7 Lifestyle Choices That Can Help Lower High Blood Pressure

High blood pressure is a common health condition in the United States and it comes with a whole set of risks. According to the Mayo Clinic, complications of high blood pressure include heart attack or stroke, brain aneurysm, weakened and narrowed blood vessels in your kidneys, burst blood vessels in your eyes, and metabolic syndrome.

If you have high blood pressure, there’s a lot of reasons to want to get your blood pressure levels down. Here are some of the most common and effective ways people manage their blood pressure naturally.

Cut The Salt

One of the most obvious decisions to make when you’re diagnosed with high blood pressure is to reduce your salt intake significantly. But is it really worth the effort?

According to one 2012 study, it definitely is. “Dietary salt intake reduction can delay or prevent the incidence of antihypertensive therapy, can facilitate blood pressure reduction in hypertensive patients receiving medical therapy, and may represent a simple cost-saving mediator to reduce cardiovascular morbidity and mortality,” researchers conclude.

But maintaining that reduction can take a lot of willpower. Even foods that are low in sugar and fat can still contain a lot of sodium, so you need to check the ingredients on just about everything you consume – and eat a lot less fast food, too.

Drink Hibiscus Tea

If you’re mildly hypertensive or prehypertensive, there’s an all-natural remedy to help get your blood pressure back down to normal levels before it gets worse–and it’s as close at hand as your nearest tea or coffee shop. Hibiscus tea has been shown to lower blood pressure in prehypertensive and mildly hypertensive patients.

Other drinks that can have a positive impact on your blood pressure include coconut water and cardamom tea.

Take Fish Oil Supplements

Lots of people avoid eating fish because of the taste, and the effect it can have on your breath, but if you suffer from hypertension, it could be well worth the adverse effects. There’s always the option of popping a few capsules of fish oil a day, according to experts.

According to one 2002 review, fish oil supplements may be especially effective in reducing blood pressure for older patients, so if you’re in or beyond middle-age, definitely consider eating more seafood or buying supplements.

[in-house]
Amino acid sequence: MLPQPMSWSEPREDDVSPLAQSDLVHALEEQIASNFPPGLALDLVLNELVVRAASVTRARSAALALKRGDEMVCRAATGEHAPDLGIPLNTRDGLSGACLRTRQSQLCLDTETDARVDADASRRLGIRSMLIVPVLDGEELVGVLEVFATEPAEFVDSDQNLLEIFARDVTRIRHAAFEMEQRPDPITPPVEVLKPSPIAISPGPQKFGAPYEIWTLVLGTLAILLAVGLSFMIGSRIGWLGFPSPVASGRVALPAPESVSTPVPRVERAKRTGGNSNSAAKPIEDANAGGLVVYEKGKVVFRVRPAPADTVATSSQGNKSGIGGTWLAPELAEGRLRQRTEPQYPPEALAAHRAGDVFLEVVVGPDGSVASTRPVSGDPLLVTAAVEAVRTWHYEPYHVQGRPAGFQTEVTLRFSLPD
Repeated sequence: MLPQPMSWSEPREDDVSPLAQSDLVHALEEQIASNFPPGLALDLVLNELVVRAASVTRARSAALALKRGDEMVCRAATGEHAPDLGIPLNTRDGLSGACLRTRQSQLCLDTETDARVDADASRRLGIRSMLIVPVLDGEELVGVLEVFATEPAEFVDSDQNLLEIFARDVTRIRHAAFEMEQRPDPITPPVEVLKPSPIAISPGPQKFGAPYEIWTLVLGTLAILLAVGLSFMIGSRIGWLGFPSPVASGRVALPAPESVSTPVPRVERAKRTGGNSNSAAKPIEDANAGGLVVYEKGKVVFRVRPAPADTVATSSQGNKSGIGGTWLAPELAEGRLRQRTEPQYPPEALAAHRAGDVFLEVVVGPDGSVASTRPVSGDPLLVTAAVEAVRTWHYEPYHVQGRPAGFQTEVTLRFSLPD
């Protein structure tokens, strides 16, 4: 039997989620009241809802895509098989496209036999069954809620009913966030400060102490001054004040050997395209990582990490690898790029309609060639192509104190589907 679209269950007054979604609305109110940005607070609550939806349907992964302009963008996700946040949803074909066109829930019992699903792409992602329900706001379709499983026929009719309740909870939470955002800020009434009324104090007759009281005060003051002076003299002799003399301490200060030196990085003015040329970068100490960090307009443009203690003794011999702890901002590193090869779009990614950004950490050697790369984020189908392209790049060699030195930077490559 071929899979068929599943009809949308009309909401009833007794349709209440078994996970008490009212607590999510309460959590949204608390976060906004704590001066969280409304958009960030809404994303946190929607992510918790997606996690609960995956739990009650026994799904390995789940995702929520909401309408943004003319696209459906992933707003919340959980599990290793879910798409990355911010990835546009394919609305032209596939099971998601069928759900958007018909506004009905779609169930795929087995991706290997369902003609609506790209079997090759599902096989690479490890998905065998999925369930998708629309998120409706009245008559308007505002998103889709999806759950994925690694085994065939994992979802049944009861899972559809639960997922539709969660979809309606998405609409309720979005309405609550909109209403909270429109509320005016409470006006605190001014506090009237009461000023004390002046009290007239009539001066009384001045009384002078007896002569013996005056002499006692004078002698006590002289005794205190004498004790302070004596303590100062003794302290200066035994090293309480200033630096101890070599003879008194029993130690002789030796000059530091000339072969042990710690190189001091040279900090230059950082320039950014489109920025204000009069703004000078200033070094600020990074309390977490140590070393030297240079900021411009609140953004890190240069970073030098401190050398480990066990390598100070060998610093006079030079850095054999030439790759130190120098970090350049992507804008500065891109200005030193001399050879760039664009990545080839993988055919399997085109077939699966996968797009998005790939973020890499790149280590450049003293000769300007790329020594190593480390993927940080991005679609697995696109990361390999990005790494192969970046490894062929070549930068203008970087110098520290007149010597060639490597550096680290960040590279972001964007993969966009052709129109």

Get Plenty Of Exercises

A sedentary lifestyle can be the worst thing for your blood pressure levels, and exercise should be the number one thing on your list to look into changing (after diet, that is) when you’re diagnosed with high blood pressure.

“An increase in aerobic physical activity should be considered an important component of lifestyle modification for the prevention and treatment of high blood pressure,” one analysis concludes.

If you’re wondering how much exercise is enough, it’s probably less than you think – check out the Physical Activity Guidelines for Americans, a project of the Office of Disease Prevention and Health Promotion.

Eat Plenty Of Fresh Produce

There are lots of foods which contain nutrients that can help manage your blood pressure. Blueberries are particularly good for hypertension, as are broccoli, apples, and onions.

Maintaining a healthy and diverse diet is key to managing your blood pressure.

Try Hawthorn

For herbal supplements, there’s a lot of not so helpful pills on the market – but Hawthorn is no joke.

“Clinical trials reviewed have been inconsistent in terms of criteria used… but have been largely consistent with regard to positive outcomes,” one paper states. The positive outcomes have to do mainly with the prevention of cardiovascular disease, but blood pressure is a major contributing factor.

You can take hawthorn supplements or drink it in a tea; dietary doses of hawthorn are all that’s needed.

Understand Your Condition

Understanding high blood pressure is key to managing it effectively.

“Blood pressure is determined by the amount of blood your heart pumps and the amount of resistance to blood flow in your arteries. The more blood your heart pumps and the narrower your arteries, the higher your blood pressure,” the Mayo Clinic explains.

You can develop high blood pressure at any time in your life, although it’s more common the older you get, and you can have it for years before you notice any symptoms, so it’s important to get your blood pressure tested regularly.